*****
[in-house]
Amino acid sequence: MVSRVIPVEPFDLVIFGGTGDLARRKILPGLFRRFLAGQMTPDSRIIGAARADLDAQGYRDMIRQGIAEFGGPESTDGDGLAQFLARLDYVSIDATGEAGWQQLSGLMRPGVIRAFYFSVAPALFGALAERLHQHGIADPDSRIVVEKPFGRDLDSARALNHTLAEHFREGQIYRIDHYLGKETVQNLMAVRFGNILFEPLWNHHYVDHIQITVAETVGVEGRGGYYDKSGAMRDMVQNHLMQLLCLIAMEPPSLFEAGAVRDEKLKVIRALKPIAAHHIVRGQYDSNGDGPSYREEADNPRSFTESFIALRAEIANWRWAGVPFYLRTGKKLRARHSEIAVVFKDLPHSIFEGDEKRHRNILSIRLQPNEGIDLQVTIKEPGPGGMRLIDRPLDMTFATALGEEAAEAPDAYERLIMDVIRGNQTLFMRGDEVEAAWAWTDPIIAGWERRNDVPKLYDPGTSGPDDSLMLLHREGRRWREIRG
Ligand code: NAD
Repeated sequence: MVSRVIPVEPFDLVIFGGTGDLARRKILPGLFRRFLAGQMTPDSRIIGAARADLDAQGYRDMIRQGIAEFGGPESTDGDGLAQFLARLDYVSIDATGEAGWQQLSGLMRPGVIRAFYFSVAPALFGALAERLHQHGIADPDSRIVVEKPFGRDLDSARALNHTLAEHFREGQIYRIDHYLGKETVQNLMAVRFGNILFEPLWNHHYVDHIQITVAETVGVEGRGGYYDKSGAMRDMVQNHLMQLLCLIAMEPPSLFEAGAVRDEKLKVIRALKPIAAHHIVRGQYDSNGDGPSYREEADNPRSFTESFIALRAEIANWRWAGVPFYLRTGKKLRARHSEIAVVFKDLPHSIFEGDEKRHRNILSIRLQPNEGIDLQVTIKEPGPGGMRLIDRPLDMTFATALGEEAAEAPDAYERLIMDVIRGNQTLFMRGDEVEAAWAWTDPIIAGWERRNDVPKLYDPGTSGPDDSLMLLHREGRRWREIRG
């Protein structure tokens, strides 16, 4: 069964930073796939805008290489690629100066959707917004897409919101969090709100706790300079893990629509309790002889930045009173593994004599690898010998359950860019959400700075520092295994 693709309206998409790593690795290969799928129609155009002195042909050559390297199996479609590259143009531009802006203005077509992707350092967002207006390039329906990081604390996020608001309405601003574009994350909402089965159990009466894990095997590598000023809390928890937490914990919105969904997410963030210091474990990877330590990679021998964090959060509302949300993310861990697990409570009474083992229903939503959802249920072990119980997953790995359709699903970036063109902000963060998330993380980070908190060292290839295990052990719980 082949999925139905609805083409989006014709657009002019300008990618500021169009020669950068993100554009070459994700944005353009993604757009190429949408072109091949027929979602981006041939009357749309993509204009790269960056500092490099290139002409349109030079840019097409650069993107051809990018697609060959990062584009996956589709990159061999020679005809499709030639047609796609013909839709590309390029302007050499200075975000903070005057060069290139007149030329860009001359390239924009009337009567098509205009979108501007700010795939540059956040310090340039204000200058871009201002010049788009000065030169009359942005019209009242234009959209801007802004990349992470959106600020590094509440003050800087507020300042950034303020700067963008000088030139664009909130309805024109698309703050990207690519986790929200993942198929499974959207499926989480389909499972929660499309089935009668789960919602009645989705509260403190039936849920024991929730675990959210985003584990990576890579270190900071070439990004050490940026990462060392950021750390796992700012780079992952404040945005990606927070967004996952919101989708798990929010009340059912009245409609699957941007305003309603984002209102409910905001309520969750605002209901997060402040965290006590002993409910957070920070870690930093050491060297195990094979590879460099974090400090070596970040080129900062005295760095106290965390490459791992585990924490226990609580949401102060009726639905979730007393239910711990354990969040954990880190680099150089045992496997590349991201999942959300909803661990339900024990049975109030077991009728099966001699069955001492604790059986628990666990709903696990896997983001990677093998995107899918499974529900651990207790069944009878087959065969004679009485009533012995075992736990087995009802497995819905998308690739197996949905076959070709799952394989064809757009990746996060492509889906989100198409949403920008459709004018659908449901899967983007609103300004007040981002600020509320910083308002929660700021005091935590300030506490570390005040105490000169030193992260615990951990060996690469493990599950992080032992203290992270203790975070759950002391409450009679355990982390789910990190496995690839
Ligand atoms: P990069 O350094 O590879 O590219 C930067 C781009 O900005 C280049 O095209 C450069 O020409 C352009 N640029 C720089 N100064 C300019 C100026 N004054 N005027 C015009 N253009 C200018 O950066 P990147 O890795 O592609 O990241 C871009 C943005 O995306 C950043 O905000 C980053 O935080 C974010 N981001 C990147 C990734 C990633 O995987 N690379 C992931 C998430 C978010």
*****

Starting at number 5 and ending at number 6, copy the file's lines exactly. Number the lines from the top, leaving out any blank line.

């Protein structure tokens, strides 16, 4: 069964930073796939805008290489690629100066959707917004897409919101969090709100706790300079893990629509309790002889930045009173593994004599690898010998359950860019959400700075520092295994 693709309206998409790593690795290969799928129609155009002195042909050559390297199996479609590259143009531009802006203005077509992707350092967002207006390039329906990081604390996020608001309405601003574009994350909402089965159990009466894990095997590598000023809390928890937490914990919105969904997410963030210091474990990877330590990679021998964090959060509302949300993310861990697990409570009474083992229903939503959802249920072990119980997953790995359709699903970036063109902000963060998330993380980070908190060292290839295990052990719980 082949999925139905609805083409989006014709657009002019300008990618500021169009020669950068993100554009070459994700944005353009993604757009190429949408072109091949027929979602981006041939009357749309993509204009790269960056500092490099290139002409349109030079840019097409650069993107051809990018697609060959990062584009996956589709990159061999020679005809499709030639047609796609013909839709590309390029302007050499200075975000903070005057060069290139007149030329860009001359390239924009009337009567098509205009979108501007700010795939540059956040310090340039204000200058871009201002010049788009000065030169009359942005019209009242234009959209801007802004990349992470959106600020590094509440003050800087507020300042950034303020700067963008000088030139664009909130309805024109698309703050990207690519986790929200993942198929499974959207499926989480389909499972929660499309089935009668789960919602009645989705509260403190039936849920024991929730675990959210985003584990990576890579270190900071070439990004050490940026990462060392950021750390796992700012780079992952404040945005990606927070967004996952919101989708798990929010009340059912009245409609699957941007305003309603984002209102409910905001309520969750605002209901997060402040965290006590002993409910957070920070870690930093050491060297195990094979590879460099974090400090070596970040080129900062005295760095106290965390490459791992585990924490226990609580949401102060009726639905979730007393239910711990354990969040954990880190680099150089045992496997590349991201999942959300909803661990339900024990049975109030077991009728099966001699069955001492604790059986628990666990709903696990896997983001990677093998995107899918499974529900651990207790069944009878087959065969004679009485009533012995075992736990087995009802497995819905998308690739197996949905076959070709799952394989064809757009990746996060492509889906989100198409949403920008459709004018659908449901899967983007609103300004007040981002600020509320910083308002929660700021005091935590300030506490570390005040105490000169030193992260615990951990060996690469493990599950992080032992203290992270203790975070759950002391409450009679355990982390789910990190496995690839
Ligand atoms: P990069 O350094 O590879 O590219 C930067 C781009 O900005 C280049 O095209 C450069 O020409 C352009 N640029 C720089 N100064 C300019 C100026 N004054 N005027 C015009 N253009 C200018 O950066 P990147 O890795 O592609 O990241 C871009 C943005 O995306 C950043 O905000 C980053 O935080 C974010 N981001 C990147 C990734 C990633 O995987 N690379 C992931 C998430 C978010």